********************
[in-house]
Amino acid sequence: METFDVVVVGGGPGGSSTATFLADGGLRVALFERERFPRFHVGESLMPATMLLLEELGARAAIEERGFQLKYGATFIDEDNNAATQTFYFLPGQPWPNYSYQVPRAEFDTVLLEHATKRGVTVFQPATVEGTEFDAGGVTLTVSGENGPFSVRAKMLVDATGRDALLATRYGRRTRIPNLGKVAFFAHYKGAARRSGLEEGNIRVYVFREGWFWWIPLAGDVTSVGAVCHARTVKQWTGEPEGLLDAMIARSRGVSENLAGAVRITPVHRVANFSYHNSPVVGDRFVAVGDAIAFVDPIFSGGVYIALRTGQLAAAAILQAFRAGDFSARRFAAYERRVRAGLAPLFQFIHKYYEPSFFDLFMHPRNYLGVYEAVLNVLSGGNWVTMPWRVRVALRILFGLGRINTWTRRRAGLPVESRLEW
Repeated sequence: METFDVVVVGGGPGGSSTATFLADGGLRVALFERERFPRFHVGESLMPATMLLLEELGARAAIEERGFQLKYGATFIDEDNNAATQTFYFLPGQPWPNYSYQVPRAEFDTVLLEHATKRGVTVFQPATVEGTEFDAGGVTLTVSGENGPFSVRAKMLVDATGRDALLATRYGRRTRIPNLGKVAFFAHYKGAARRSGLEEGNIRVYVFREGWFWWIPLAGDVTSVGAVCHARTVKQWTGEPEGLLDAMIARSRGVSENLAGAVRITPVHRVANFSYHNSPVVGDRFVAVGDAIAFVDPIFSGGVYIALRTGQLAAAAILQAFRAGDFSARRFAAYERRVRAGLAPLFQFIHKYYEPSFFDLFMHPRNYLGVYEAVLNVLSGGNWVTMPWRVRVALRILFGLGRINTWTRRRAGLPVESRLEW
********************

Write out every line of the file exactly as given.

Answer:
[in-house]
Amino acid sequence: METFDVVVVGGGPGGSSTATFLADGGLRVALFERERFPRFHVGESLMPATMLLLEELGARAAIEERGFQLKYGATFIDEDNNAATQTFYFLPGQPWPNYSYQVPRAEFDTVLLEHATKRGVTVFQPATVEGTEFDAGGVTLTVSGENGPFSVRAKMLVDATGRDALLATRYGRRTRIPNLGKVAFFAHYKGAARRSGLEEGNIRVYVFREGWFWWIPLAGDVTSVGAVCHARTVKQWTGEPEGLLDAMIARSRGVSENLAGAVRITPVHRVANFSYHNSPVVGDRFVAVGDAIAFVDPIFSGGVYIALRTGQLAAAAILQAFRAGDFSARRFAAYERRVRAGLAPLFQFIHKYYEPSFFDLFMHPRNYLGVYEAVLNVLSGGNWVTMPWRVRVALRILFGLGRINTWTRRRAGLPVESRLEW
Repeated sequence: METFDVVVVGGGPGGSSTATFLADGGLRVALFERERFPRFHVGESLMPATMLLLEELGARAAIEERGFQLKYGATFIDEDNNAATQTFYFLPGQPWPNYSYQVPRAEFDTVLLEHATKRGVTVFQPATVEGTEFDAGGVTLTVSGENGPFSVRAKMLVDATGRDALLATRYGRRTRIPNLGKVAFFAHYKGAARRSGLEEGNIRVYVFREGWFWWIPLAGDVTSVGAVCHARTVKQWTGEPEGLLDAMIARSRGVSENLAGAVRITPVHRVANFSYHNSPVVGDRFVAVGDAIAFVDPIFSGGVYIALRTGQLAAAAILQAFRAGDFSARRFAAYERRVRAGLAPLFQFIHKYYEPSFFDLFMHPRNYLGVYEAVLNVLSGGNWVTMPWRVRVALRILFGLGRINTWTRRRAGLPVESRLEW